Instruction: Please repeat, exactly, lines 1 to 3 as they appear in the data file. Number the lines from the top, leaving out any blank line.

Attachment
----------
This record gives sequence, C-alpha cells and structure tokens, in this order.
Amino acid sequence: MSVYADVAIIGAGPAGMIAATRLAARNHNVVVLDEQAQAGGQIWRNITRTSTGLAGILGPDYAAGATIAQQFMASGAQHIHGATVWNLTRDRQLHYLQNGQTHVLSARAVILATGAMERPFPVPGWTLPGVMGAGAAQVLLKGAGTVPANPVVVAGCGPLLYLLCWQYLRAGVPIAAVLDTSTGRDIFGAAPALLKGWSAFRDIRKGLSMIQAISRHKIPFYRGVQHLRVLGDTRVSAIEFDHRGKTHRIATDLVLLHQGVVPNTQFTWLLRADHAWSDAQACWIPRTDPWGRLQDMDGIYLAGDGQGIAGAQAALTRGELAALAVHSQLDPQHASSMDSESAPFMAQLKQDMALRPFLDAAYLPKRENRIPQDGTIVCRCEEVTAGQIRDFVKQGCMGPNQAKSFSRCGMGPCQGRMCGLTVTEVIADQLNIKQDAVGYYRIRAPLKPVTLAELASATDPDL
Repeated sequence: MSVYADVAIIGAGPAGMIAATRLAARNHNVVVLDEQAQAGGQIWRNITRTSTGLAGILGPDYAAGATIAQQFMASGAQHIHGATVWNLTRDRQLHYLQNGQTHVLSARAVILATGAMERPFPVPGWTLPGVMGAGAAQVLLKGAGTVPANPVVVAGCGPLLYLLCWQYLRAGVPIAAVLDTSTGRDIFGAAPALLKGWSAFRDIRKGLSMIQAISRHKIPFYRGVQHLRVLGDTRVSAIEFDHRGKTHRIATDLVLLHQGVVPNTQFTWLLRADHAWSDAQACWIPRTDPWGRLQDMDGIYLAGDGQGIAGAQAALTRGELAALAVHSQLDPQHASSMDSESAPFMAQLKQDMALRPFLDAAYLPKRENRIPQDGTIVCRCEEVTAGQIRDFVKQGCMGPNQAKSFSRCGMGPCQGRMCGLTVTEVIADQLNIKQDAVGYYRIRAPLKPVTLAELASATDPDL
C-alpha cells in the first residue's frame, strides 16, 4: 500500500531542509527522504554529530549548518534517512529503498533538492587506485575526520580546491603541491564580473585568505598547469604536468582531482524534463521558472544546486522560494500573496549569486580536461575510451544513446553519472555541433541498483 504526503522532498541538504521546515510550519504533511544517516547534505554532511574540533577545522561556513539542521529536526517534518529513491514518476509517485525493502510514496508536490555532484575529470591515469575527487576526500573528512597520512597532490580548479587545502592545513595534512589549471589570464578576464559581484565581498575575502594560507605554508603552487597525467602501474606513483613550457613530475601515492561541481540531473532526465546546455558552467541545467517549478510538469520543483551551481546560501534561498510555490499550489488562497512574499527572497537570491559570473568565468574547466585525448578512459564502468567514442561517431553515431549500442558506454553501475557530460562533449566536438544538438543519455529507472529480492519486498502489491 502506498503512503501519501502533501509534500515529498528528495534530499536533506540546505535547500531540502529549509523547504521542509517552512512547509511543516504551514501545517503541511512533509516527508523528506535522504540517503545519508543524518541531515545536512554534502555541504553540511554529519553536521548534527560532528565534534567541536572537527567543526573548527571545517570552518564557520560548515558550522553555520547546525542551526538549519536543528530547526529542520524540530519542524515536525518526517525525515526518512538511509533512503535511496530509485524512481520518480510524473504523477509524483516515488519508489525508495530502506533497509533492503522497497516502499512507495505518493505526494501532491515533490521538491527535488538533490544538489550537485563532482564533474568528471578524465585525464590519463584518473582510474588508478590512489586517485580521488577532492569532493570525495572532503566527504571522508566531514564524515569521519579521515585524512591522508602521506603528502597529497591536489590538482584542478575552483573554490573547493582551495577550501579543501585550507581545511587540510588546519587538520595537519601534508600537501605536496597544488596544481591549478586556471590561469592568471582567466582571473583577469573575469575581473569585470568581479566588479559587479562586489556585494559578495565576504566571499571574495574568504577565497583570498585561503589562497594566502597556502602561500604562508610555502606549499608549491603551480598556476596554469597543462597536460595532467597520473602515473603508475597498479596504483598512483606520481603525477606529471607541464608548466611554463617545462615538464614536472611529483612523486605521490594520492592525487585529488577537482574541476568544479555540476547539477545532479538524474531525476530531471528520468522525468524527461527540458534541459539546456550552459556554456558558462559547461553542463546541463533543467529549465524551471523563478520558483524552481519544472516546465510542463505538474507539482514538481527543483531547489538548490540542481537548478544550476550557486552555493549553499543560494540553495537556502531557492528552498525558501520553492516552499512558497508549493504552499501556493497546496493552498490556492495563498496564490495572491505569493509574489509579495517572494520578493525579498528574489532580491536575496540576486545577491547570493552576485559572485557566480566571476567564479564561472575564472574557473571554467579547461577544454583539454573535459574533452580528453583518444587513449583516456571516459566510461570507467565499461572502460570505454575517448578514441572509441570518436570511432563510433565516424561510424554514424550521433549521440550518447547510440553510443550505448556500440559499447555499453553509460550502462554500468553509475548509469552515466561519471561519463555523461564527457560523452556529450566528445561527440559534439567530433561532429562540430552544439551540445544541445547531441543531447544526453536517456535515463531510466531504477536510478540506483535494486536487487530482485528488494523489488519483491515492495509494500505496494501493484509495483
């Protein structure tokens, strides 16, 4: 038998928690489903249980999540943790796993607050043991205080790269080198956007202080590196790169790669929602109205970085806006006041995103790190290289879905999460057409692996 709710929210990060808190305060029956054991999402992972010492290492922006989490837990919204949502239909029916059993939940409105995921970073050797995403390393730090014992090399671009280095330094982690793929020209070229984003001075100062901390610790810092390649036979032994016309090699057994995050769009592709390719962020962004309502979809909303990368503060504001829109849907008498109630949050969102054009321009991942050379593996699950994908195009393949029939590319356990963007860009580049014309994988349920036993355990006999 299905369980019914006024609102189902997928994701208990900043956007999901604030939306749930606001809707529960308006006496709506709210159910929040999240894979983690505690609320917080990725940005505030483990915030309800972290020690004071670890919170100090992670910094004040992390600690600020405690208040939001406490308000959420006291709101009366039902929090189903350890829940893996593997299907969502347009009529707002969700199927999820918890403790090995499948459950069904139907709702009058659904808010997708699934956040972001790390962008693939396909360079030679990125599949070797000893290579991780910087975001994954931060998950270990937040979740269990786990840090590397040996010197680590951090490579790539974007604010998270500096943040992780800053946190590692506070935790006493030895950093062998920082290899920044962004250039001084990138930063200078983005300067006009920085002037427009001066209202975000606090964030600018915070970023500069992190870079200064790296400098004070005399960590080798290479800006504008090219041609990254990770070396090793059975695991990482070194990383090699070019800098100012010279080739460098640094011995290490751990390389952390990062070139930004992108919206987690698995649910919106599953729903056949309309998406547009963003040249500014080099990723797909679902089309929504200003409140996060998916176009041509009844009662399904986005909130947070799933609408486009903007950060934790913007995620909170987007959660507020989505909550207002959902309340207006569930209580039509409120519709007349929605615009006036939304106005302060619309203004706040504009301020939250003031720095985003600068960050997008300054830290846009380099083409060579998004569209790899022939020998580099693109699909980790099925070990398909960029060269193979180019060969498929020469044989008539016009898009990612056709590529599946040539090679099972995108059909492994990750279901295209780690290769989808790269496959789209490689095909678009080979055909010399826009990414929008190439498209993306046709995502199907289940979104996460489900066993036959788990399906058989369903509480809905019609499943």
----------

This record gives sequence, C-alpha cells and structure tokens, in this order.
Amino acid sequence: MSVYADVAIIGAGPAGMIAATRLAARNHNVVVLDEQAQAGGQIWRNITRTSTGLAGILGPDYAAGATIAQQFMASGAQHIHGATVWNLTRDRQLHYLQNGQTHVLSARAVILATGAMERPFPVPGWTLPGVMGAGAAQVLLKGAGTVPANPVVVAGCGPLLYLLCWQYLRAGVPIAAVLDTSTGRDIFGAAPALLKGWSAFRDIRKGLSMIQAISRHKIPFYRGVQHLRVLGDTRVSAIEFDHRGKTHRIATDLVLLHQGVVPNTQFTWLLRADHAWSDAQACWIPRTDPWGRLQDMDGIYLAGDGQGIAGAQAALTRGELAALAVHSQLDPQHASSMDSESAPFMAQLKQDMALRPFLDAAYLPKRENRIPQDGTIVCRCEEVTAGQIRDFVKQGCMGPNQAKSFSRCGMGPCQGRMCGLTVTEVIADQLNIKQDAVGYYRIRAPLKPVTLAELASATDPDL
Repeated sequence: MSVYADVAIIGAGPAGMIAATRLAARNHNVVVLDEQAQAGGQIWRNITRTSTGLAGILGPDYAAGATIAQQFMASGAQHIHGATVWNLTRDRQLHYLQNGQTHVLSARAVILATGAMERPFPVPGWTLPGVMGAGAAQVLLKGAGTVPANPVVVAGCGPLLYLLCWQYLRAGVPIAAVLDTSTGRDIFGAAPALLKGWSAFRDIRKGLSMIQAISRHKIPFYRGVQHLRVLGDTRVSAIEFDHRGKTHRIATDLVLLHQGVVPNTQFTWLLRADHAWSDAQACWIPRTDPWGRLQDMDGIYLAGDGQGIAGAQAALTRGELAALAVHSQLDPQHASSMDSESAPFMAQLKQDMALRPFLDAAYLPKRENRIPQDGTIVCRCEEVTAGQIRDFVKQGCMGPNQAKSFSRCGMGPCQGRMCGLTVTEVIADQLNIKQDAVGYYRIRAPLKPVTLAELASATDPDL